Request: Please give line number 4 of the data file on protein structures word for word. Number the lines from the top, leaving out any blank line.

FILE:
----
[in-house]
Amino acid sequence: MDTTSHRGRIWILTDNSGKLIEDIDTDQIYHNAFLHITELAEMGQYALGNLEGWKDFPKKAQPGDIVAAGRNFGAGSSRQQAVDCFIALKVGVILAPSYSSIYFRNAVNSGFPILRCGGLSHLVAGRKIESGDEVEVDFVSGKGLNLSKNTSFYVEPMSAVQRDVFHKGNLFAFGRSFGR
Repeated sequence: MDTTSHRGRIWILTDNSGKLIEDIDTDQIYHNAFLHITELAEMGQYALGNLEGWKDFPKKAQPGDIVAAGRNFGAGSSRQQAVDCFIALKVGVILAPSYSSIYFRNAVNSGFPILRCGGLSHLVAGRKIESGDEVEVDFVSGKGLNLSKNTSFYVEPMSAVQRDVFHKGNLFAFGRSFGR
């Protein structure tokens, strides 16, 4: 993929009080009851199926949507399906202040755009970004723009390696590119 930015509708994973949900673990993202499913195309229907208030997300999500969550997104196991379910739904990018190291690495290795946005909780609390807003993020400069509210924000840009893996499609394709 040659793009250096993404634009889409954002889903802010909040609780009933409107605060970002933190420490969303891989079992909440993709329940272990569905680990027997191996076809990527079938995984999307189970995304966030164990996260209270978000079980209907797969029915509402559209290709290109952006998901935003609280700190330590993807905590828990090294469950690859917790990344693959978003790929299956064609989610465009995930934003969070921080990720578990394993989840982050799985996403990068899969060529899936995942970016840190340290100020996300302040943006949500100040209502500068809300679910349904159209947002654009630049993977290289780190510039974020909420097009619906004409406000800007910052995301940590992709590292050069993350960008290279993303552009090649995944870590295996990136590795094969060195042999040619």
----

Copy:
């Protein structure tokens, strides 16, 4: 993929009080009851199926949507399906202040755009970004723009390696590119 930015509708994973949900673990993202499913195309229907208030997300999500969550997104196991379910739904990018190291690495290795946005909780609390807003993020400069509210924000840009893996499609394709 040659793009250096993404634009889409954002889903802010909040609780009933409107605060970002933190420490969303891989079992909440993709329940272990569905680990027997191996076809990527079938995984999307189970995304966030164990996260209270978000079980209907797969029915509402559209290709290109952006998901935003609280700190330590993807905590828990090294469950690859917790990344693959978003790929299956064609989610465009995930934003969070921080990720578990394993989840982050799985996403990068899969060529899936995942970016840190340290100020996300302040943006949500100040209502500068809300679910349904159209947002654009630049993977290289780190510039974020909420097009619906004409406000800007910052995301940590992709590292050069993350960008290279993303552009090649995944870590295996990136590795094969060195042999040619």